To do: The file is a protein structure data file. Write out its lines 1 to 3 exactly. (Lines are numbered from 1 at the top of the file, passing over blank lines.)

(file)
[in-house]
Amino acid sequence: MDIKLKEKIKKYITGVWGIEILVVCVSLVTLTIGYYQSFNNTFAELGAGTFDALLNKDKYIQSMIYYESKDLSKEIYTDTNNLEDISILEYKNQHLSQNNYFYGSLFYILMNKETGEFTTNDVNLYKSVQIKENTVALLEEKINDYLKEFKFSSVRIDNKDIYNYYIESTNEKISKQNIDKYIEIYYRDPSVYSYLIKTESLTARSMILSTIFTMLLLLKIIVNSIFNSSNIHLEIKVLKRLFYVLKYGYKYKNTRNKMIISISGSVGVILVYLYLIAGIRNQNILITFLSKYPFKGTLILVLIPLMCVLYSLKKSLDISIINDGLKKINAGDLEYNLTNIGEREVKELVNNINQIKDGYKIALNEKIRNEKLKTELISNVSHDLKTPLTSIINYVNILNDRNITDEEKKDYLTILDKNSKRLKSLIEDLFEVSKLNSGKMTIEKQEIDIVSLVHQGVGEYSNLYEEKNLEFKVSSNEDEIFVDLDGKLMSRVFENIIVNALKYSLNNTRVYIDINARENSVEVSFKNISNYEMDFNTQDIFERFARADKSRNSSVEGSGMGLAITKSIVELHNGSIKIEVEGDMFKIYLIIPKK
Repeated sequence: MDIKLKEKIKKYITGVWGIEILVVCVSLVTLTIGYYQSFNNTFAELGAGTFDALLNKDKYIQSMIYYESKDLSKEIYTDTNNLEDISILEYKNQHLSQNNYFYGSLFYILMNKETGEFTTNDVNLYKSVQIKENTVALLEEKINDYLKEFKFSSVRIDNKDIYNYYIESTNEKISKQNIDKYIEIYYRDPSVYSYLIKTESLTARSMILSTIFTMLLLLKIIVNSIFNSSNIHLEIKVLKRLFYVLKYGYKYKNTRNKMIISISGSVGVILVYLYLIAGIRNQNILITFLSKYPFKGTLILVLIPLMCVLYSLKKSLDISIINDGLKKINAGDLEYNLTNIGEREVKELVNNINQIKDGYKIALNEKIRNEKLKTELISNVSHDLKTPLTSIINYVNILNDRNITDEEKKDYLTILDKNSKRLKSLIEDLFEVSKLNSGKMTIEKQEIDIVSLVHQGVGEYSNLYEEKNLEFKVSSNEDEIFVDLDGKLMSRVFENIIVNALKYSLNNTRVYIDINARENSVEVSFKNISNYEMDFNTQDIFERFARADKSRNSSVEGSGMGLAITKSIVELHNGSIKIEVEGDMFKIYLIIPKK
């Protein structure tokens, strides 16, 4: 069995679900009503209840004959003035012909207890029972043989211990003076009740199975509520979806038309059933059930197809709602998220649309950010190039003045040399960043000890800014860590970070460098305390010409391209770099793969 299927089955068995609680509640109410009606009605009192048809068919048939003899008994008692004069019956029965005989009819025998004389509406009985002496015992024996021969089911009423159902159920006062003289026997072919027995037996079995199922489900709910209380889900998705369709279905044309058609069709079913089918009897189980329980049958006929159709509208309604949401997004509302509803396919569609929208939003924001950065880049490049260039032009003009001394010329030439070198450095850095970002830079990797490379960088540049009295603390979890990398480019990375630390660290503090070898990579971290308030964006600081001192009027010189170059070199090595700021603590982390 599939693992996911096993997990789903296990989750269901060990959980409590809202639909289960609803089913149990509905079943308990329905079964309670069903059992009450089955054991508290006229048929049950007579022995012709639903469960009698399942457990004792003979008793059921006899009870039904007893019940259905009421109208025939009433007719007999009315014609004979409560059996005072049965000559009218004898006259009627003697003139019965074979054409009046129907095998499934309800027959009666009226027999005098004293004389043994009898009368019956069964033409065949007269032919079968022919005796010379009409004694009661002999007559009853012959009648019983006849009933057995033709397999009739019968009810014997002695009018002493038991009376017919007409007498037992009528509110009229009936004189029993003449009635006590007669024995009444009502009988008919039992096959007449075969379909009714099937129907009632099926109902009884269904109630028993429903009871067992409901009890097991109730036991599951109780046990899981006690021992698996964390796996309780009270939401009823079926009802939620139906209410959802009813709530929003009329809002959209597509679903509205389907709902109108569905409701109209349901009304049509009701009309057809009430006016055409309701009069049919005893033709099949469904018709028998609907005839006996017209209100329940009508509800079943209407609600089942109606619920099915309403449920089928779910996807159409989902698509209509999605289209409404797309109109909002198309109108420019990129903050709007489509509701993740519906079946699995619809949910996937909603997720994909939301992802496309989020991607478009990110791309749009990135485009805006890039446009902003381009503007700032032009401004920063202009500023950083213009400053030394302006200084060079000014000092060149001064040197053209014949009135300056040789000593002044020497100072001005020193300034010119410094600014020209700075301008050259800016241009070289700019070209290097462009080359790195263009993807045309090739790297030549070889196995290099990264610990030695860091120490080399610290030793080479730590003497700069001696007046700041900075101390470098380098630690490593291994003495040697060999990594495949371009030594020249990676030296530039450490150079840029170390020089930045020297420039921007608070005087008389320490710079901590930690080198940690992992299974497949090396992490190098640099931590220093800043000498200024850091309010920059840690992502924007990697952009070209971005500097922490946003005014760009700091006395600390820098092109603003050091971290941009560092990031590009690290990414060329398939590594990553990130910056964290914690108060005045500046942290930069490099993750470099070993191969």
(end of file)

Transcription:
[in-house]
Amino acid sequence: MDIKLKEKIKKYITGVWGIEILVVCVSLVTLTIGYYQSFNNTFAELGAGTFDALLNKDKYIQSMIYYESKDLSKEIYTDTNNLEDISILEYKNQHLSQNNYFYGSLFYILMNKETGEFTTNDVNLYKSVQIKENTVALLEEKINDYLKEFKFSSVRIDNKDIYNYYIESTNEKISKQNIDKYIEIYYRDPSVYSYLIKTESLTARSMILSTIFTMLLLLKIIVNSIFNSSNIHLEIKVLKRLFYVLKYGYKYKNTRNKMIISISGSVGVILVYLYLIAGIRNQNILITFLSKYPFKGTLILVLIPLMCVLYSLKKSLDISIINDGLKKINAGDLEYNLTNIGEREVKELVNNINQIKDGYKIALNEKIRNEKLKTELISNVSHDLKTPLTSIINYVNILNDRNITDEEKKDYLTILDKNSKRLKSLIEDLFEVSKLNSGKMTIEKQEIDIVSLVHQGVGEYSNLYEEKNLEFKVSSNEDEIFVDLDGKLMSRVFENIIVNALKYSLNNTRVYIDINARENSVEVSFKNISNYEMDFNTQDIFERFARADKSRNSSVEGSGMGLAITKSIVELHNGSIKIEVEGDMFKIYLIIPKK
Repeated sequence: MDIKLKEKIKKYITGVWGIEILVVCVSLVTLTIGYYQSFNNTFAELGAGTFDALLNKDKYIQSMIYYESKDLSKEIYTDTNNLEDISILEYKNQHLSQNNYFYGSLFYILMNKETGEFTTNDVNLYKSVQIKENTVALLEEKINDYLKEFKFSSVRIDNKDIYNYYIESTNEKISKQNIDKYIEIYYRDPSVYSYLIKTESLTARSMILSTIFTMLLLLKIIVNSIFNSSNIHLEIKVLKRLFYVLKYGYKYKNTRNKMIISISGSVGVILVYLYLIAGIRNQNILITFLSKYPFKGTLILVLIPLMCVLYSLKKSLDISIINDGLKKINAGDLEYNLTNIGEREVKELVNNINQIKDGYKIALNEKIRNEKLKTELISNVSHDLKTPLTSIINYVNILNDRNITDEEKKDYLTILDKNSKRLKSLIEDLFEVSKLNSGKMTIEKQEIDIVSLVHQGVGEYSNLYEEKNLEFKVSSNEDEIFVDLDGKLMSRVFENIIVNALKYSLNNTRVYIDINARENSVEVSFKNISNYEMDFNTQDIFERFARADKSRNSSVEGSGMGLAITKSIVELHNGSIKIEVEGDMFKIYLIIPKK